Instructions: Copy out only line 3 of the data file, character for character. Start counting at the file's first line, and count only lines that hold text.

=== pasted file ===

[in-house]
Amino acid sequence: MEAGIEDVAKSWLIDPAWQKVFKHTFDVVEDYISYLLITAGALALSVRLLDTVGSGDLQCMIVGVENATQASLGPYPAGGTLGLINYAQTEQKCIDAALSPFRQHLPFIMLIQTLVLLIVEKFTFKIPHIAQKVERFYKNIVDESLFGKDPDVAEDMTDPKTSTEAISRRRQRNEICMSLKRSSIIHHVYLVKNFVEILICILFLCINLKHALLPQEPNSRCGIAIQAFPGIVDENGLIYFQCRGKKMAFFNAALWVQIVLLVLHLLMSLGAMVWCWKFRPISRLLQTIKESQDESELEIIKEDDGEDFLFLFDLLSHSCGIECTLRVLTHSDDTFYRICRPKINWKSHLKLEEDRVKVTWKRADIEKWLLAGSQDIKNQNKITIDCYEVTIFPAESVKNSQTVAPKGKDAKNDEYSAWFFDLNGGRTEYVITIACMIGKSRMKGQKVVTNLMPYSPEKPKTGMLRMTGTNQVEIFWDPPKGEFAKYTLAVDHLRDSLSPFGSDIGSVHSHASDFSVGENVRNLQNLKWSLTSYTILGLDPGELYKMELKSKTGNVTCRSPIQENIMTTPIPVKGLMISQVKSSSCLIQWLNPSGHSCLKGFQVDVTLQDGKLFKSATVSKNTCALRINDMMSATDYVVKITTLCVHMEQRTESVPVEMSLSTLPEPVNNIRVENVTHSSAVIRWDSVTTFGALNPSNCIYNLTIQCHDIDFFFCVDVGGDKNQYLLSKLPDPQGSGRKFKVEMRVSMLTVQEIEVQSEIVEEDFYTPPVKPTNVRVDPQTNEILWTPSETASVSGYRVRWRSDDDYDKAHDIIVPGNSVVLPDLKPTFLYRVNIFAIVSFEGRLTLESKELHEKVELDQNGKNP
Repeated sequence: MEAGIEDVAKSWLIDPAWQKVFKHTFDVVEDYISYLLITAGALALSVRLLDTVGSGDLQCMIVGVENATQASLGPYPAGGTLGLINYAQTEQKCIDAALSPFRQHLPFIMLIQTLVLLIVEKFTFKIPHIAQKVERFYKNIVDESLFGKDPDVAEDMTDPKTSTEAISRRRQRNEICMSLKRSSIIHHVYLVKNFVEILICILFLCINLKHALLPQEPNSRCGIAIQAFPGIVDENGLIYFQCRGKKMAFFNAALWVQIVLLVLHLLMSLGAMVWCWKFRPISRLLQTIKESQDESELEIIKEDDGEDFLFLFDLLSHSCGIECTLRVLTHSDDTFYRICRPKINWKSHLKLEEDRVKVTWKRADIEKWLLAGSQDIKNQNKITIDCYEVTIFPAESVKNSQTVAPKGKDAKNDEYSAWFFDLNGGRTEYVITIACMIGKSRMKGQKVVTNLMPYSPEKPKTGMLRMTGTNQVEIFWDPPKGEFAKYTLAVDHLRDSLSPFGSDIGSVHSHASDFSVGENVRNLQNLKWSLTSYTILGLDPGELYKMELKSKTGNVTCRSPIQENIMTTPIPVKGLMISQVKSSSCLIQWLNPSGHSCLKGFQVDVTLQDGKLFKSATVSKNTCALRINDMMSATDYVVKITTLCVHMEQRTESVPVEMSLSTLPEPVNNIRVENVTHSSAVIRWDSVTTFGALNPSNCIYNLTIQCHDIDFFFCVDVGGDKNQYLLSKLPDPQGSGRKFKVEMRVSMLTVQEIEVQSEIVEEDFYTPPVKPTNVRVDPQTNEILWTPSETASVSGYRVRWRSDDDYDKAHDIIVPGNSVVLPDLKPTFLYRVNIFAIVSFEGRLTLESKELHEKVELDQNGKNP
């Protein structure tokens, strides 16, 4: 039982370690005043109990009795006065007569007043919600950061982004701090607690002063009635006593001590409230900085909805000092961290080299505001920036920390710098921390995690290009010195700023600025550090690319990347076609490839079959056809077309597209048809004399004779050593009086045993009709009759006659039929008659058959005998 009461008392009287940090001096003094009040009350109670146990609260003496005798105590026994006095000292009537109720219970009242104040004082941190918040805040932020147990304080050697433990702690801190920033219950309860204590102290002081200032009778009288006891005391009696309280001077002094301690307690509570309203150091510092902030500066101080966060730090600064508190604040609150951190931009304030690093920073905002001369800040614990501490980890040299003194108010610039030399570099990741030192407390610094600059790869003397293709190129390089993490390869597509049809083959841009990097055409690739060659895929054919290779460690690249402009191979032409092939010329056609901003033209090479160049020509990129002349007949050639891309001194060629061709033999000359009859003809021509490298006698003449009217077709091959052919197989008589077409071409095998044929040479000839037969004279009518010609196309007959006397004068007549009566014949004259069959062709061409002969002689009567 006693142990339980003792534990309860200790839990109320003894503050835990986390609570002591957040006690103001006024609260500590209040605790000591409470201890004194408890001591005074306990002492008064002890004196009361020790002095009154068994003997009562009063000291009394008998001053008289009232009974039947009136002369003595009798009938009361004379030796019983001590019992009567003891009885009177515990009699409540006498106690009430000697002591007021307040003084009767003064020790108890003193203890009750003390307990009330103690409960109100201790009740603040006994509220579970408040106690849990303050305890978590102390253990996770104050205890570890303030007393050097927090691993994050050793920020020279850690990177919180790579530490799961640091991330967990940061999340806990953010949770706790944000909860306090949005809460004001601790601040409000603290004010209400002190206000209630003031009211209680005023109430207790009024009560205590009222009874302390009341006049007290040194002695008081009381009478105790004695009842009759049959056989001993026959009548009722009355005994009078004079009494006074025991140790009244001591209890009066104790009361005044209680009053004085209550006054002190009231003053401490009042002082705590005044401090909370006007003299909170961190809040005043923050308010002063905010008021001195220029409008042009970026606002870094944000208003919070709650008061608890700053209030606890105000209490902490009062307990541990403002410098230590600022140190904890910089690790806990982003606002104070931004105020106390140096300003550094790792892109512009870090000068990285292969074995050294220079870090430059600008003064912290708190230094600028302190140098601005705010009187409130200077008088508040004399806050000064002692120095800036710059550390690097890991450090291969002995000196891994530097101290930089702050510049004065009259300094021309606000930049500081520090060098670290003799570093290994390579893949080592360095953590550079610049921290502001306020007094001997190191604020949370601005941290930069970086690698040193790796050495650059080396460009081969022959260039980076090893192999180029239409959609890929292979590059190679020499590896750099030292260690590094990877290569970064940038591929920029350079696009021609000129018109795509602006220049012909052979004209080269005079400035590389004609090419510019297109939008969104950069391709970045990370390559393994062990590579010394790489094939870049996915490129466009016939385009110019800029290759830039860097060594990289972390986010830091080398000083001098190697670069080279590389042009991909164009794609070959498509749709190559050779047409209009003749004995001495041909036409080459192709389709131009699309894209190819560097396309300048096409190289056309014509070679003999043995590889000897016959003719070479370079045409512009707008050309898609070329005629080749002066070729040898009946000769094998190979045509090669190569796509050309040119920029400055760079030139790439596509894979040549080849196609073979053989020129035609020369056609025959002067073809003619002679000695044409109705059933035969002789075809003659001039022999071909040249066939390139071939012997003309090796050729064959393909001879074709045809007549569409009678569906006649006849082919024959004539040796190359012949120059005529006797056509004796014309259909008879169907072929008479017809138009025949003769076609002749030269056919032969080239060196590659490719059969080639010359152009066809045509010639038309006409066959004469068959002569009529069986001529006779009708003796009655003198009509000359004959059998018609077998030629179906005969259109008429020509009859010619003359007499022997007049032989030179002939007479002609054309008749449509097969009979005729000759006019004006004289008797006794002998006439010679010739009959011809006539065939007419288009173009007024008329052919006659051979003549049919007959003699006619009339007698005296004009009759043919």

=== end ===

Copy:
Repeated sequence: MEAGIEDVAKSWLIDPAWQKVFKHTFDVVEDYISYLLITAGALALSVRLLDTVGSGDLQCMIVGVENATQASLGPYPAGGTLGLINYAQTEQKCIDAALSPFRQHLPFIMLIQTLVLLIVEKFTFKIPHIAQKVERFYKNIVDESLFGKDPDVAEDMTDPKTSTEAISRRRQRNEICMSLKRSSIIHHVYLVKNFVEILICILFLCINLKHALLPQEPNSRCGIAIQAFPGIVDENGLIYFQCRGKKMAFFNAALWVQIVLLVLHLLMSLGAMVWCWKFRPISRLLQTIKESQDESELEIIKEDDGEDFLFLFDLLSHSCGIECTLRVLTHSDDTFYRICRPKINWKSHLKLEEDRVKVTWKRADIEKWLLAGSQDIKNQNKITIDCYEVTIFPAESVKNSQTVAPKGKDAKNDEYSAWFFDLNGGRTEYVITIACMIGKSRMKGQKVVTNLMPYSPEKPKTGMLRMTGTNQVEIFWDPPKGEFAKYTLAVDHLRDSLSPFGSDIGSVHSHASDFSVGENVRNLQNLKWSLTSYTILGLDPGELYKMELKSKTGNVTCRSPIQENIMTTPIPVKGLMISQVKSSSCLIQWLNPSGHSCLKGFQVDVTLQDGKLFKSATVSKNTCALRINDMMSATDYVVKITTLCVHMEQRTESVPVEMSLSTLPEPVNNIRVENVTHSSAVIRWDSVTTFGALNPSNCIYNLTIQCHDIDFFFCVDVGGDKNQYLLSKLPDPQGSGRKFKVEMRVSMLTVQEIEVQSEIVEEDFYTPPVKPTNVRVDPQTNEILWTPSETASVSGYRVRWRSDDDYDKAHDIIVPGNSVVLPDLKPTFLYRVNIFAIVSFEGRLTLESKELHEKVELDQNGKNP